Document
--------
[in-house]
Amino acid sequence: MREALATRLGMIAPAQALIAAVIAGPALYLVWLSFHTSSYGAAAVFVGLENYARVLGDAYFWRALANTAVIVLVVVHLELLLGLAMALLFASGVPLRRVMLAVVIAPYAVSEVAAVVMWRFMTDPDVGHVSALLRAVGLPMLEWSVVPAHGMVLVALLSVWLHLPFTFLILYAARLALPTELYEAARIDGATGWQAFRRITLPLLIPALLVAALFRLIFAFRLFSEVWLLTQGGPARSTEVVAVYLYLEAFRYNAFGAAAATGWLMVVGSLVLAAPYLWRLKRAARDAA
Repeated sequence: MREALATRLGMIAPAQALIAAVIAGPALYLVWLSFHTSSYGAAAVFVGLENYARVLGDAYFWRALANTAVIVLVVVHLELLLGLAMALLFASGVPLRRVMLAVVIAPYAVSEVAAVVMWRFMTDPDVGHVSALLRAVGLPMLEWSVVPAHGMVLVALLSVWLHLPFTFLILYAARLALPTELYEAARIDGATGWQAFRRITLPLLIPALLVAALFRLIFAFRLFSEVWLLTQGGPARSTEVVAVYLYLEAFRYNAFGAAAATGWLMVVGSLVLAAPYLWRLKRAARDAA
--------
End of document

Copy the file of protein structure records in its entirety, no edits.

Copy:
[in-house]
Amino acid sequence: MREALATRLGMIAPAQALIAAVIAGPALYLVWLSFHTSSYGAAAVFVGLENYARVLGDAYFWRALANTAVIVLVVVHLELLLGLAMALLFASGVPLRRVMLAVVIAPYAVSEVAAVVMWRFMTDPDVGHVSALLRAVGLPMLEWSVVPAHGMVLVALLSVWLHLPFTFLILYAARLALPTELYEAARIDGATGWQAFRRITLPLLIPALLVAALFRLIFAFRLFSEVWLLTQGGPARSTEVVAVYLYLEAFRYNAFGAAAATGWLMVVGSLVLAAPYLWRLKRAARDAA
Repeated sequence: MREALATRLGMIAPAQALIAAVIAGPALYLVWLSFHTSSYGAAAVFVGLENYARVLGDAYFWRALANTAVIVLVVVHLELLLGLAMALLFASGVPLRRVMLAVVIAPYAVSEVAAVVMWRFMTDPDVGHVSALLRAVGLPMLEWSVVPAHGMVLVALLSVWLHLPFTFLILYAARLALPTELYEAARIDGATGWQAFRRITLPLLIPALLVAALFRLIFAFRLFSEVWLLTQGGPARSTEVVAVYLYLEAFRYNAFGAAAATGWLMVVGSLVLAAPYLWRLKRAARDAA